• Holly

    I have been in love with this theory since I found out about it. I don’t have Lupus but I do have Multiple Sclerosis and this describes me and my fight perfectly. In March I actually got a beautiful antique spoon tattoo on my lower arm so I could explain this theory to everyone that asks. . . NOW, If I could just learn how to explain it quicker and better in quick moments 🙂 Thank you so much <3

  • Tina

    Thank you, you blessed me. I’m praying God will bless you with extra spoonage.

  • Micmac66

    you absolutely nailed it!

  • Ktreichenbach

    Wonderful analogy!

  • Michael Garmon

    Hello Jay, your last statement expressed it all so very well. Certainly, having a chronic disease — particularly so one in which pain, discomfort, and debilitation are very significant — does indeed make one very, very lonely.

    I completed my doctoral degree in 2004, and at 44 years of age — physically active, successful, and my career in overdrive — I simply never could have imagined what lay just ahead of me. My life came to a fairly abrupt halt just around the time I developed leg weakness and pain. I was diagnosed with Primary Lateral Sclerosis – an upper motor neuron disease) in 2010, this after having had a major lumbar fusion two years prior (I now have increasing myelopathic complications as well – lumbar and neck). I’m thankful that I am able to work from home, so that I’m at least feeling (somewhat) productive.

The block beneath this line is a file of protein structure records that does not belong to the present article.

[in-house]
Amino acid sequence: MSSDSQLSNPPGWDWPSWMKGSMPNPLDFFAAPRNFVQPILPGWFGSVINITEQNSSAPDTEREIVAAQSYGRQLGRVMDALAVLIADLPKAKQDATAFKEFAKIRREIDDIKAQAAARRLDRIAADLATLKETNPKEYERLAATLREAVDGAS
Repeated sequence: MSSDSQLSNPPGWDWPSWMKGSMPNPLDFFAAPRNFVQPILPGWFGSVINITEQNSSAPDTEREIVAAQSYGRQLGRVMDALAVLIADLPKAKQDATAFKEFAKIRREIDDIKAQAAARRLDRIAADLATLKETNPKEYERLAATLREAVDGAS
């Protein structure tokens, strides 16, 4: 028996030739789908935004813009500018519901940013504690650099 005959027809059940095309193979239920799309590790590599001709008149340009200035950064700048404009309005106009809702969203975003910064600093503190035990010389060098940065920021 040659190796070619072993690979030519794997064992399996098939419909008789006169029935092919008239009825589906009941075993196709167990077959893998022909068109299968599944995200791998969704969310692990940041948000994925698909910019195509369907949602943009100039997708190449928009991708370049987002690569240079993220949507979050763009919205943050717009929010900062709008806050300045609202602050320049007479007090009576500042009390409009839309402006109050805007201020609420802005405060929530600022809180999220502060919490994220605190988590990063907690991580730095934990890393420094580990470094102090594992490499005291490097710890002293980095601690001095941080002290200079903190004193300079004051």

I long for the days when I was well — for those times when wellness was not a consideration of mine at all, when I took my good health for granted (parenthetically, to take one’s health for granted is not a selfish act, but it is instead a natural tendency, I think. Christine’s friend lacked understanding and insight not because of any kind of willful misdirection — but because she has the tendency — just as all human beings do — not to contemplate illness until they have become sick). Suffice it to say that I begin many of my days with far too few spoons.

    Christine, your theory is truly remarkable; you’ve captured so very well all that – as much as I try! – I have never been capable of expressing effectively. Thank you for sharing such a truly insightful and (powerful) metaphor.